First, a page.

Bart loves guns because they make him feel like “somebody.” American society, unlike in many other parts of the world, values the pursuit of happiness, individuality and success at the expense of communal values, which sometimes contributes in film noir, to the pursuit of crime when more conventional pathways fail. The work ethic is glorified in American film, but for Bart and Laurie, a job looks like too much work, when it’s so easy to steal and kill for a living.
One of the most striking scenes in the film is the bank robbery, running in an unbroken 3 ½ minute shot, photographed from the back seat of the getaway car. Lewis explained in detail how the car was rigged for the shot, and how, amazingly, it was shot off the cuff.
“We had the script girl, the head grip, the cameraman, soundman, myself, everybody squeezed into the back of that car, while John and Peggy sat in front. We didn’t make any dry runs at all. Everybody was instructed as to what we were going to be doing. We started a mile out of town. John and Peggy knew the intent and content of the scene, improvised their own dialogue, and generally played it by ear. For example, they didn’t know where they were going to park. I wanted it that realistic. It so happens, a car pulled out as they drove up. Otherwise, she was going to double park. We made two takes…(used) the second one. Off-screen there were people that yelled, ‘They held up the bank.’ It was so real and none of the bystanders knew what we were doing. We had no extras except the people the policeman directed. Everything—cars, people—was there on the street” (Kitses 47).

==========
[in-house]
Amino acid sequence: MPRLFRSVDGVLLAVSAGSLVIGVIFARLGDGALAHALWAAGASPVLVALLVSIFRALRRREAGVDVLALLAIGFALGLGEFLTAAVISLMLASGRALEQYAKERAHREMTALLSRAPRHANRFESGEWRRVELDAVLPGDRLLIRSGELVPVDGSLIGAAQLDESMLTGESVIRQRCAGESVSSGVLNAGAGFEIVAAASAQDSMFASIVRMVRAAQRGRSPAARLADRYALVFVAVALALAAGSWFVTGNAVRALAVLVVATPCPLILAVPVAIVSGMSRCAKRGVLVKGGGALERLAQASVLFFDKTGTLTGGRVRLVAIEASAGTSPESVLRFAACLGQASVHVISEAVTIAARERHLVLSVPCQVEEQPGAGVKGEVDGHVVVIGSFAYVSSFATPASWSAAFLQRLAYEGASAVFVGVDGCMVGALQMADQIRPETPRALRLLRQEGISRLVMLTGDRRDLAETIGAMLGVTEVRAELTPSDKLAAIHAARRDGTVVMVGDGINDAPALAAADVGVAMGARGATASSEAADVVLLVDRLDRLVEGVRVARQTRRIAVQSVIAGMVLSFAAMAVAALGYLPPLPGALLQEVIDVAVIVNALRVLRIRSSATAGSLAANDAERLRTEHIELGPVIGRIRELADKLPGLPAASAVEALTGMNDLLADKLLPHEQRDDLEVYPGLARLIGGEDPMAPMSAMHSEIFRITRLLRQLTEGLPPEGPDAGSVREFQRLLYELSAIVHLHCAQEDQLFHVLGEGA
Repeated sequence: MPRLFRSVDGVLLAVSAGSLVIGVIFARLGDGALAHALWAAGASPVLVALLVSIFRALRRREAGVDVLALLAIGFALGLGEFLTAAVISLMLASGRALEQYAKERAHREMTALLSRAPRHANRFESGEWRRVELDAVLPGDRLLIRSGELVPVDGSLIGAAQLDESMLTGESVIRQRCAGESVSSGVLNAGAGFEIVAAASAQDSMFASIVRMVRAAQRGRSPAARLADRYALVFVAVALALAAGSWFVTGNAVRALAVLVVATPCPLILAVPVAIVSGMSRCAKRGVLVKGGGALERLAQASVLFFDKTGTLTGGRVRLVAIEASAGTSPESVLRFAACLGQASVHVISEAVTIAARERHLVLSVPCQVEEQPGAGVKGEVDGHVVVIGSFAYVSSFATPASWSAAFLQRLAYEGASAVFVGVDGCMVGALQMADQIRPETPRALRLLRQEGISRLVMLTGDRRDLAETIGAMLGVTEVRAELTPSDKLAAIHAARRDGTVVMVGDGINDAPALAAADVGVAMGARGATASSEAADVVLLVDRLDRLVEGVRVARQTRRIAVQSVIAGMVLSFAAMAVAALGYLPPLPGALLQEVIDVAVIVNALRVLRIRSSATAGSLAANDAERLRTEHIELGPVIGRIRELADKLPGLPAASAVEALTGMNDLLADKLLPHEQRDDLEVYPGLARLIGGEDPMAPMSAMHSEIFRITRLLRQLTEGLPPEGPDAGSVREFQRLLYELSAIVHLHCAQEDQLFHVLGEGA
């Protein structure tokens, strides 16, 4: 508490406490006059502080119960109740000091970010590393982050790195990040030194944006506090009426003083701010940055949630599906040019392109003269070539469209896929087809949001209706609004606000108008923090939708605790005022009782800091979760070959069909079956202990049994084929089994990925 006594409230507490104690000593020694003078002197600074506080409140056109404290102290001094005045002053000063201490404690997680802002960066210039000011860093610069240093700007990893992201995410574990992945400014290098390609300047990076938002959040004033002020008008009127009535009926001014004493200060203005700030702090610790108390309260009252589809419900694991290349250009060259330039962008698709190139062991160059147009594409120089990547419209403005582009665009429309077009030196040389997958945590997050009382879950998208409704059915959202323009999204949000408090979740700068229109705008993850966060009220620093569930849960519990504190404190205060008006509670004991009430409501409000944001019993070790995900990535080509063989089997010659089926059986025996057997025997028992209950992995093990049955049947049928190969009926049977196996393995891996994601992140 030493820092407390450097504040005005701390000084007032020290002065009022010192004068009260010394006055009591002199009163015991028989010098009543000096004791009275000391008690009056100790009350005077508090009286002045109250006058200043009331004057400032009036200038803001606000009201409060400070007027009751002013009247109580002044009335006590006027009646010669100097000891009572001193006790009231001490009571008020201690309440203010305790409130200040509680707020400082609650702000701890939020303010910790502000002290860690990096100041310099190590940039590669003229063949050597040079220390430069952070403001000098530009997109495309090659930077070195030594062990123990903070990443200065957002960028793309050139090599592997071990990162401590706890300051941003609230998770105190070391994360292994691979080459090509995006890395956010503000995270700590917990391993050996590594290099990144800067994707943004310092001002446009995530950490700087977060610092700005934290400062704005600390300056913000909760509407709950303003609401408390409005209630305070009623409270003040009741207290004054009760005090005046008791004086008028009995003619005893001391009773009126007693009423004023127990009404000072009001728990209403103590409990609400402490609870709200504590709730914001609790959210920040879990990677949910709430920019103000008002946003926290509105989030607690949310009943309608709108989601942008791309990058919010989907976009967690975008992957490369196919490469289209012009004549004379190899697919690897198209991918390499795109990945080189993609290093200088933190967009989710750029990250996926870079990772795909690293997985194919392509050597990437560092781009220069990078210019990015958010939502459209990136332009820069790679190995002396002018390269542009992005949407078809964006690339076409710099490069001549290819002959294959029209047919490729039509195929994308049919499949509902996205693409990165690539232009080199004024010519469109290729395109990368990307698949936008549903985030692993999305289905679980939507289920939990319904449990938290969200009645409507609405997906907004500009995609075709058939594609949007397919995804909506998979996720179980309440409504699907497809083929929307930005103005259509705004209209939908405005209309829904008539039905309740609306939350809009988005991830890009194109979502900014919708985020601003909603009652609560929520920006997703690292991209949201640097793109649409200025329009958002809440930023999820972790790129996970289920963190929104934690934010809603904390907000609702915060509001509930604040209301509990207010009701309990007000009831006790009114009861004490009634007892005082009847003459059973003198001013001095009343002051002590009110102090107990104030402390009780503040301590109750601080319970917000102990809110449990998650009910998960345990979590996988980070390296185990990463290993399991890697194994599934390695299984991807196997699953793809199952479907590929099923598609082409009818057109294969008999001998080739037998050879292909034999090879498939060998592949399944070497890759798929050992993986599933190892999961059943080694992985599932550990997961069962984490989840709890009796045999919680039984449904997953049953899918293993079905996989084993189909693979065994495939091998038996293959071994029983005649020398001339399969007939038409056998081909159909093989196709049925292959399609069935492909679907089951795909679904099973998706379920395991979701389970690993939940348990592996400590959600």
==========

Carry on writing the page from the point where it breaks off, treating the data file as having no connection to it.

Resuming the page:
Gun Crazy caused a lot of anguish for the censors, because of the sympathy for the criminals, and the explicit way their crimes were depicted, as the Breen Office feared imitations would result. They worried that Laurie would wear revealing clothes (strictly policed) but as so often they lacked the imagination to see the way the violence in the film has a decidedly erotic charge for the couple.
As Jim Kitses writes in his BFI book, “in noir, all of American is gun crazy, the inevitable dark-side effect of aggressive patriarchal capitalism fuelled by a violent national history and ideology” (Kitses 34). “Ferociously a classic in its form, subversive in its point of view, Gun Crazy is B movie poetry, B movie tragedy, B movie movie” (Kitses 70).
Gun Crazy by Jim Kitses, Bad Boys: The Actors of Film Noir by Karen Burroughs Hannsberry, 100 Film Noirs: A BFI Screen Guide by Jim Hillier and Alastair Phillips, The Rough Guide to Film Noir by Alexander Ballinger & Danny Graydon.